May 31 is observed as No Tobacco Day across the world. Tobacco is consumed in two forms — smoked and smokeless. The most common form of tobacco used in India is bidi and cigarette which is also exported worldwide. By lighting ten cigarettes each day, the consumer ends up smoking roughly 3,650 cigarettes or bidis annually. By assuming that an individual chooses low-cost brand, they still spend more than R36,000 each year just on smoking cigarettes each year.
So, by adopting ‘no smoking policy’, one can invest significantly towards their corpus. Many global studies have found that most individuals pick up the smoking habit during their adolescent age, either from friends or just for thrill, which later they find it difficult to quit throughout their life. The reason cited by many of the smokers for smoking are for relaxation and some claim that it is a stress buster, etc.
Therefore, there is not only a risk for various illnesses, but also a toll on the pockets of smokers who smoke regularly. The amount of money a smoker spends on cigarettes affects the family’s monthly budget, which can be invested for higher long-term returns. Let us assume that a person spends Rs 500 per month. By quitting smoking altogether he can save that sum and park the money saved in a mutual fund under systematic investment plan (SIP). In fact, SIPs are like a recurring deposit which enables an investor to buy units on a given date each month and the amount can be automatically drawn from the investor’s bank account. One of the biggest advantages of an SIP for a retail investor is that one does not have to time the market and worry about the volatility.
Suppose the fund give a compounded rate of return of 12%, over a period of 10 years, then the total invested sum will be Rs 1,15,019, and if it is for a period of 20 years then the amount will Rs 4,94,628. For 30 years, the amount will be Rs 17, 47,482. While making the above calculation, other costs such as lighters, breath mints additional trips out for buying cigarettes were not considered.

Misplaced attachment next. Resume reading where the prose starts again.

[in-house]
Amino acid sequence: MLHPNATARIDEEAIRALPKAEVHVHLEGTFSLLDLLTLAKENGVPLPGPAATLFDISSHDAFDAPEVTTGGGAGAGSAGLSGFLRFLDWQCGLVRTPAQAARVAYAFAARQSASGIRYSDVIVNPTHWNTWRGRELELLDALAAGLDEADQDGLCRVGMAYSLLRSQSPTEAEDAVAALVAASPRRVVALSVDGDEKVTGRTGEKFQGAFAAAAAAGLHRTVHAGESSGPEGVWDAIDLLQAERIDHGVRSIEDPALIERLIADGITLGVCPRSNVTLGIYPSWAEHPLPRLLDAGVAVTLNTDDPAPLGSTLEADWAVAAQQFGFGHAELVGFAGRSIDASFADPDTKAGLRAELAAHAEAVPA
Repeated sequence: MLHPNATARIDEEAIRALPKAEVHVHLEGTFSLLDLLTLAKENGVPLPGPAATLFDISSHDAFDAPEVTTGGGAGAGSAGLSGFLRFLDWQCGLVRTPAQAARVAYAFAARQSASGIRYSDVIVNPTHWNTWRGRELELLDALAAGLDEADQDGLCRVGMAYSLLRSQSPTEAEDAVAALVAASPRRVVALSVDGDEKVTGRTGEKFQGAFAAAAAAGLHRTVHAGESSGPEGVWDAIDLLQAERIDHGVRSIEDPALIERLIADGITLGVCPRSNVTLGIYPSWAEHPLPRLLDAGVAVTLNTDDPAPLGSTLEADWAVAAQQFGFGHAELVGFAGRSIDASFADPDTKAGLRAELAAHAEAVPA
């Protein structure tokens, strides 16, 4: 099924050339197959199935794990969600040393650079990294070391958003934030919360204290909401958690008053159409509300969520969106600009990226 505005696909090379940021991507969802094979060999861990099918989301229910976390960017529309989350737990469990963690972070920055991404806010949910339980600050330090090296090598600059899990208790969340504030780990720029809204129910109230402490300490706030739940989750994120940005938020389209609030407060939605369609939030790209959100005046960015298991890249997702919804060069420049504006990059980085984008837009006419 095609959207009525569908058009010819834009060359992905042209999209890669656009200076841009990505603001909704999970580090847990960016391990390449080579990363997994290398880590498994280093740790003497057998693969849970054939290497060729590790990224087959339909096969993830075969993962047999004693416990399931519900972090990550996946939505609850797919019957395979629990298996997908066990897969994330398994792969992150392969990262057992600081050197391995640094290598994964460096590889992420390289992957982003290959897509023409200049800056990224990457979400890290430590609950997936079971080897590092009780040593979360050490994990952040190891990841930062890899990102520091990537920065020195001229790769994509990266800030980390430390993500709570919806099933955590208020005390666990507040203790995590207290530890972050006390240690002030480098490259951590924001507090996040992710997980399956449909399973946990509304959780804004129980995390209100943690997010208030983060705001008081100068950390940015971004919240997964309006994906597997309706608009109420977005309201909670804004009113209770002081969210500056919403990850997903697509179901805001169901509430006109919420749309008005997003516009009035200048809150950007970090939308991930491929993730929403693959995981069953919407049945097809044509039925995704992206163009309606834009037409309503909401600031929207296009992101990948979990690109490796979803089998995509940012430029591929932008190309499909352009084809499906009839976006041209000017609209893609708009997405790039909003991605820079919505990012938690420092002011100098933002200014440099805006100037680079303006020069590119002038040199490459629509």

Indirect cost of smoking
Let us take a quick look at indirect costs of smoking. These are all the things that you can’t put exact amounts on in your life, but they certainly take their toll. Smoking imposes an enormous economic burden and adverse impact on society.
If a person smokes, you should know that you have to pay more in medical bills as you certainly get sick more often than non-smokers do; pay more in dental bills because of additional cleanings; pay more in health insurance premiums.
Smoking might be hurting your job prospects also as of late, many companies have stopped hiring smokers entirely, and some have even let employees go who refused to quit.
You will lose re-sale value on your home/car if you smoke inside of it. If you are not planning to sell, then you have to spend money on cleaning and redecorating the house/car to get rid of nicotine stains and the smell of smoke.
It exposes your loved ones to the harmful chemicals in cigarette smoke that have negative impacts on their health. It was proven that smokers tend to earn less money than non-smokers.
While an individual incurs loss of income due to absenteeism and sick leaves at workplace, companies incur losses due to loss of productivity.
Studies found that smokers earn from anywhere between found and eleven percent less than non-smokers. People see smokers to be less attractive and less successful as well. These are just some of the ill effects of smoking.
Do it for the sake of money
Cigarette packs are expensive and invariably after every budget you buy a cigarette pack, the prices add up. If you try to argue that health is not too high on your list of priorities, but maybe money is. Take a good hard look at all of the real and hidden costs of smoking and you may just think twice before lighting up again. Keep in mind that tobacco companies and government are only ones that benefit from the sale of tobacco.
To conclude, financial security and health are strongly co-related to personal happiness. It means that health and wealth are strongly related and changes in one area of life can have positive effects upon the other.
The writer is associate professor of finance & accounting,